Acromegaly is a condition caused by elevated levels of circulating GH, usually secondary to a pituitary adenoma.6 In addition to inappropriate tissue and skeletal growth, acromegaly is characterised by perturbations of intermediary metabolism and diabetes.7 Ever since the Houssay studies showed reduced insulin requirement and improvement of hyperglycaemia in hypophysectomised animals,3 the influence of GH on glucose homeostasis has been explored by several studies.8-10 GH decreases glucose tolerance and glucose use that, in turn, results in compensatory hyperinsulinaemia. Prolonged administration of GH can induce diabetes in adult animals.11 A moderate elevation in the circulating levels of GH results in a spectrum of abnormal metabolic fuel concentrations associated with poor diabetes control. Patients with poorly controlled T1DM exhibit a 2–3-fold increase in GH levels that result in significant metabolic abnormalities.12 Thus, the hypersecretion of GH in T1DM may serve as a major contributor of poor glycaemic status associated with the disease.13 Humans with GH deficiency exhibit a higher BMI with obesity, hypertension, and elevated C-reactive protein levels. GH deficiency is associated with increased visceral adipose tissue.14 Treatment with either recombinant human GH (rhGH) or enhanced endogenous GH secretion affects glucose metabolism, reduces visceral fat, and ameliorates dyslipidaemia.15 This review discusses the metabolic perturbations such as hyperglycaemia, hyperinsulinaemia, and insulin resistance that arise due to alterations in GH levels, including the conditions of GH excess (acromegaly and T1DM) and GH deficiency.


GH secretion occurs episodically and is primarily under the control of two hypothalamic neuroendocrine hormones: GH-releasing hormone (GHRH), which stimulates GH secretion, and somatostatin, which inhibits GH secretion (Figure 1). Several other endocrine mediators also regulate GH gene transcription, including insulin-like growth factor 1 (IGF-1). IGF-1 is a major suppressor of GH transcription, whereas thyroxine, glucocorticoids, and ghrelin stimulate GH secretion. GH secretion also exhibits sexual dimorphism due to differential effects of oestrogen versus the androgens on GH. Pulsatile GH secretion occurs with a major surge at the onset of slow-wave sleep with less noticeable secretory episodes a few hours after meals. In healthy individuals, GH pulses discharge every 1–3 hours at an average of 45 μg per pulse, which equates to approximately 400–500 μg released every 24 hours, which occur as pulses within pulses. Autocrine secretion of GH by non-pituitary sources, such as mammary epithelial cells, have also been reported.16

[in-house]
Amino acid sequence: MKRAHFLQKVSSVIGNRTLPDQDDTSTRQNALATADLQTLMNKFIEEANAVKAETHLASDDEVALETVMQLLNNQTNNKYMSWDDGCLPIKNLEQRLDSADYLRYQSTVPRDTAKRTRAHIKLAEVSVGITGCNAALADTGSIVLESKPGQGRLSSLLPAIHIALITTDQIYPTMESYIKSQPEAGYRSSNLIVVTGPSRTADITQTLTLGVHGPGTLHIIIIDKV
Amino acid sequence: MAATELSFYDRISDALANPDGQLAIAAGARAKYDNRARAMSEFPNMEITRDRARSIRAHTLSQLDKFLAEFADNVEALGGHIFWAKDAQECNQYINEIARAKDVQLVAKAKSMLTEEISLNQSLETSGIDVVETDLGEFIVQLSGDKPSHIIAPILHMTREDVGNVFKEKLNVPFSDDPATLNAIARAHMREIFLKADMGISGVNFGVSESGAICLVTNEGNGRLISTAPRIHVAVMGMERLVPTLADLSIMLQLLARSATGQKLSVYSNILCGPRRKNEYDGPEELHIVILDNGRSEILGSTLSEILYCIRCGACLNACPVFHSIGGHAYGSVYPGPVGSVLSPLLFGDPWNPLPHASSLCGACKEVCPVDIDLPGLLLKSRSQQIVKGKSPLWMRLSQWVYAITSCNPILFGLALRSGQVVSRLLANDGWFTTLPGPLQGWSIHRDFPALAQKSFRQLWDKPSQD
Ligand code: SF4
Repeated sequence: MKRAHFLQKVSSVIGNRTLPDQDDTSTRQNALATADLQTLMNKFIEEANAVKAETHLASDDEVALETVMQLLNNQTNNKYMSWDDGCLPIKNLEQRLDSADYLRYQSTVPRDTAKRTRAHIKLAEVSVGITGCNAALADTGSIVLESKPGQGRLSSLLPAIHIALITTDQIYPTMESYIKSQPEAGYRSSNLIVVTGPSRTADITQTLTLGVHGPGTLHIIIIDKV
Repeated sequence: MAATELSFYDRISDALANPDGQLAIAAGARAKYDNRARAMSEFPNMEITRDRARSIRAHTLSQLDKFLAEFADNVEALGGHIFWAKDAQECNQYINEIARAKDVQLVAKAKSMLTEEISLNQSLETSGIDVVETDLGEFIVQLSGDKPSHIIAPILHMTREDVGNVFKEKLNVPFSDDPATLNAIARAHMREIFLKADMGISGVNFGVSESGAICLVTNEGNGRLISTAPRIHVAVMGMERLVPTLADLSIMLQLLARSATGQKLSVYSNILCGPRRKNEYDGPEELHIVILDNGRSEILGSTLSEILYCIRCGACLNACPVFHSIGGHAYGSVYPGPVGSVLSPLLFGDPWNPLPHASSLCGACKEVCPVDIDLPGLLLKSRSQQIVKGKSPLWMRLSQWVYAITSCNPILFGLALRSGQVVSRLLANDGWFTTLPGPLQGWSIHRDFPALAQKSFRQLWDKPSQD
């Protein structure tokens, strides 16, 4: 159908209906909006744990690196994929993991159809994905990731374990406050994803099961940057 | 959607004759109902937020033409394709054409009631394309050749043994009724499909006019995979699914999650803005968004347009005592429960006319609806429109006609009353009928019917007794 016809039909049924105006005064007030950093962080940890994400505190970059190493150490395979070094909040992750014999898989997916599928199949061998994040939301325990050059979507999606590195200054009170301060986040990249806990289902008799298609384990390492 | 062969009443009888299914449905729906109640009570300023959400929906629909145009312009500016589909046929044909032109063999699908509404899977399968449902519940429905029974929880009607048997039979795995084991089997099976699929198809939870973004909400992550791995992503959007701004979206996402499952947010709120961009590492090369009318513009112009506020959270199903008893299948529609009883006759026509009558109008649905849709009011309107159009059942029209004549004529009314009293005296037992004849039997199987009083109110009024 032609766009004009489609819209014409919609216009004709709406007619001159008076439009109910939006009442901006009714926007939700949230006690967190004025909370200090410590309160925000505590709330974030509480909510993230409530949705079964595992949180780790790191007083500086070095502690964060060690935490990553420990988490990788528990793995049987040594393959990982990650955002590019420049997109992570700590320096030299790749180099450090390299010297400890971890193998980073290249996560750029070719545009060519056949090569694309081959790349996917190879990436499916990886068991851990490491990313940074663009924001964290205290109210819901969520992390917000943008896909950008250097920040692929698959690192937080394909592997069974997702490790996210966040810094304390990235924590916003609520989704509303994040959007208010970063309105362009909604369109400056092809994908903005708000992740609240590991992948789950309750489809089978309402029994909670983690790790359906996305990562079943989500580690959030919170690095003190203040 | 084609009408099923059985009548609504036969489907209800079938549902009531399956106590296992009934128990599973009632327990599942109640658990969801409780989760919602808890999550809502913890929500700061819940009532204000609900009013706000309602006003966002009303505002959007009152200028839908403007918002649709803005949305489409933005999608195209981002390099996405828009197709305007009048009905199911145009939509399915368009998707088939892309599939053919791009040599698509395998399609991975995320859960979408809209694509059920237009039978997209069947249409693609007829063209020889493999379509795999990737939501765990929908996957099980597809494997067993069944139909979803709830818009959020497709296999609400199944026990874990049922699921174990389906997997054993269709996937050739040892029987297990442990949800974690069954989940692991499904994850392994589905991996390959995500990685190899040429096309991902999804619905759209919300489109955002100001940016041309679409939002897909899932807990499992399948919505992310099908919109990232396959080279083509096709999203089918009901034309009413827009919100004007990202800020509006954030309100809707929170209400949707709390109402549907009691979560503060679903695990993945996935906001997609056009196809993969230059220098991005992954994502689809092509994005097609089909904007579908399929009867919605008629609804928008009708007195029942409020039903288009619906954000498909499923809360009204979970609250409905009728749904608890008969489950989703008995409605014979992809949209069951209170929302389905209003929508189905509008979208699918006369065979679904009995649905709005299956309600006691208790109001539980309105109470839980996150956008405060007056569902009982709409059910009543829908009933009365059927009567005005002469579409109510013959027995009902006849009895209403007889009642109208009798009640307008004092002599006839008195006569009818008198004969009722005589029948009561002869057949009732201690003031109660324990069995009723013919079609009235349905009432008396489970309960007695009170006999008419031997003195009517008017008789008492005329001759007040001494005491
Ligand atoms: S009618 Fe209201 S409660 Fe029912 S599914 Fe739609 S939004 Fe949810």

Figure 1: Factors regulating growth hormone secretion.
GH secretion by the pituitary gland is regulated by two hypothalamic hormones: GHRH, which has a stimulatory action at the level of gene transcription, and somatostatin, which has an inhibitory effect on GH secretion. IGF-1 plays a crucial role in regulating GH. IGF-1 is secreted by the liver under the influence of GH; however, IGF-1 also regulates GH release via a negative feedback loop. Elevated levels of circulatory IGF-1 stimulates somatostatin, thus resulting in decreased secretion of GH. High levels of GH inhibit GHRH. Ghrelin is a gastric hormone that positively regulates GH release, whereas plasma free fatty acids and low glucose levels also stimulate GH under physiological conditions.
GH: growth hormone; GHRH: growth hormone-releasing hormone; IGF-1: insulin-like growth factor.

In circulation, the preponderance of GH binds to the GH binding protein (GHBP), which regulates GH bioavailability. GHBP corresponds to the extracellular domain of the GH receptor (GHR) and is generated by proteolytic cleavage of the extracellular domain of the GHR in humans. In contrast, in rodents, alternative splicing of the GHR transcript generates GHBP. Hepatic IGF-1 secretion is one of the best-characterised effects of GH action. IGF-1 is also produced locally by tissues and elicits its effect via a paracrine and/or an autocrine manner. IGF-1 plays a critical role in inhibiting the secretion of the GH via negative feedback by stimulating somatostatin and inhibiting GHRH release (Figure 1). IGF-1 also has a direct effect on GH secretion, which is independent of GHRH and somatostatin. It is noteworthy that GH and IGF-1 secretion are regulated by each other, where the former induces the latter and the latter induces the former in a feedback loop. In healthy individuals, GH secretion is inhibited by hyperglycaemia and stimulated by sleep, stress, exercise, hypoglycaemia, and amino acids.